Patients in six of London’s hospitals are to be offered a HIV test as standard if they visit an Accident & Emergency department, in the first large scale programme of its kind.

Barts Health, which is the biggest NHS Trust in Britain covering 2.5 million people, are building upon a series of pilot programmes that were undertaken earlier in the year.

In one trial at The Royal London, doctors treated eight patients who did not realise they were HIV-positive, including two people who had very high viral loads. Five others had stopped accessing treatment despite previously testing positive.

Just under 3,000 people agreed to take a test in the trial in March and April out of the 9,000 that were asked.

The programme, in which patients will have to opt-out if they do not wish to have a test, has also been beneficial to staff members according to the HIV specialist nurse Rachel Bath.

She said: “The project also made our non-sexual health clinicians more aware of HIV and facilitated retraining on the need to test.”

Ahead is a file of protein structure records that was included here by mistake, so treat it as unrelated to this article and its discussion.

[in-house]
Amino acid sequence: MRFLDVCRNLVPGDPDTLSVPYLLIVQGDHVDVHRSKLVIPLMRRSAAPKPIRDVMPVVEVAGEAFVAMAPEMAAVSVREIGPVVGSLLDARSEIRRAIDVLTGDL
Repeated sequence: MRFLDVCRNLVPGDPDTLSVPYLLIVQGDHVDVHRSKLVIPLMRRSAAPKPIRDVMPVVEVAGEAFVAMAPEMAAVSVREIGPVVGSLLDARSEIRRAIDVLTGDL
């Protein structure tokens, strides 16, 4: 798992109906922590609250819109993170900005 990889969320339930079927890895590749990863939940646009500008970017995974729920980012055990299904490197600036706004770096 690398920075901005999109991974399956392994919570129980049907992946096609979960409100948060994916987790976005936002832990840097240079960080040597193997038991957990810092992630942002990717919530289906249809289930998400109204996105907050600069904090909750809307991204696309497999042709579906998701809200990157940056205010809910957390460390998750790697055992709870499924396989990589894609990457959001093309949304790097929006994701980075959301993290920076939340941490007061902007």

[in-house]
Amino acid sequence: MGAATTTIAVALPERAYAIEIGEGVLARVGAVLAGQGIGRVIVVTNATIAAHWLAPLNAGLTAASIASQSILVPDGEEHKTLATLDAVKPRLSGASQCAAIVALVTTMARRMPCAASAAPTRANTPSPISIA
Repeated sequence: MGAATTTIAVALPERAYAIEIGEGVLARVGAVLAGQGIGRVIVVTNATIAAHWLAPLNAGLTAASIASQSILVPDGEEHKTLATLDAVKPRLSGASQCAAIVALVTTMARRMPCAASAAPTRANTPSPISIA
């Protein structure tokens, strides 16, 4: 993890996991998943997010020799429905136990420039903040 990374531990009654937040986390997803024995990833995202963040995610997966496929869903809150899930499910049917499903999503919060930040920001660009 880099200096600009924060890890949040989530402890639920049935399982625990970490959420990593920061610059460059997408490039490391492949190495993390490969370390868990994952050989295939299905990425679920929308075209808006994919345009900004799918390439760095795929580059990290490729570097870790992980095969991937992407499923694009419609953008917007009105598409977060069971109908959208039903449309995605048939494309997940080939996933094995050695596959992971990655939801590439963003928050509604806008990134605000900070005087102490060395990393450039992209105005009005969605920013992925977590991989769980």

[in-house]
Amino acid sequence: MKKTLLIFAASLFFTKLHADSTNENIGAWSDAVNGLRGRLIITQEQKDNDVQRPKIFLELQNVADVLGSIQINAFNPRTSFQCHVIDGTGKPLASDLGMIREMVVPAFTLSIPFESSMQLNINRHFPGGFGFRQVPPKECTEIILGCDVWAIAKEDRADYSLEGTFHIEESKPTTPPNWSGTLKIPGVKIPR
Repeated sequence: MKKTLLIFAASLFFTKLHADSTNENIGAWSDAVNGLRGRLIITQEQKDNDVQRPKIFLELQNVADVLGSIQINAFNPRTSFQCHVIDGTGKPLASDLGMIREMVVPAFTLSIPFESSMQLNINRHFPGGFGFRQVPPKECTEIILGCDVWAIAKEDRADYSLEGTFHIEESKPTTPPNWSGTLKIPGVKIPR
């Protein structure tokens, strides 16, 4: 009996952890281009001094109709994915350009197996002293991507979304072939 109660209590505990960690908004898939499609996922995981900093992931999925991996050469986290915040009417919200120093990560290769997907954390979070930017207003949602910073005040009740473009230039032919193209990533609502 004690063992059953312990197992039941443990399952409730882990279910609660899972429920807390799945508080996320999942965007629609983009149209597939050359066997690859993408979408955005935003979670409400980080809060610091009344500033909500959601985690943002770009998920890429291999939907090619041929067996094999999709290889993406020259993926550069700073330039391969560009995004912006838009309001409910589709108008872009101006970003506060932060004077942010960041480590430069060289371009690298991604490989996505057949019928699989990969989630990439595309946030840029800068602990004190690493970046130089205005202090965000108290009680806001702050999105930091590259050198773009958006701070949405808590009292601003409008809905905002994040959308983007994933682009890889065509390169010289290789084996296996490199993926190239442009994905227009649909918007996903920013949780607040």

Bart’s Health Trust is also aiming to get 2,500 outpatients tested across all of its departments in all of its hospitals as part of HIV Testing Week next month.

The six hospitals in East London taking part include St Bartholomew’s, The Royal London, The London Chest Hospital, Newham University Hospital, Mile End Hospital and Whipps Cross University Hospital.

In the borough of Tower Hamlets, where many of the hospitals are based, doctors say that six people in every thousand test positive for HIV – which is five times higher than the national average. 16% of those who test positive have late-stage HIV.


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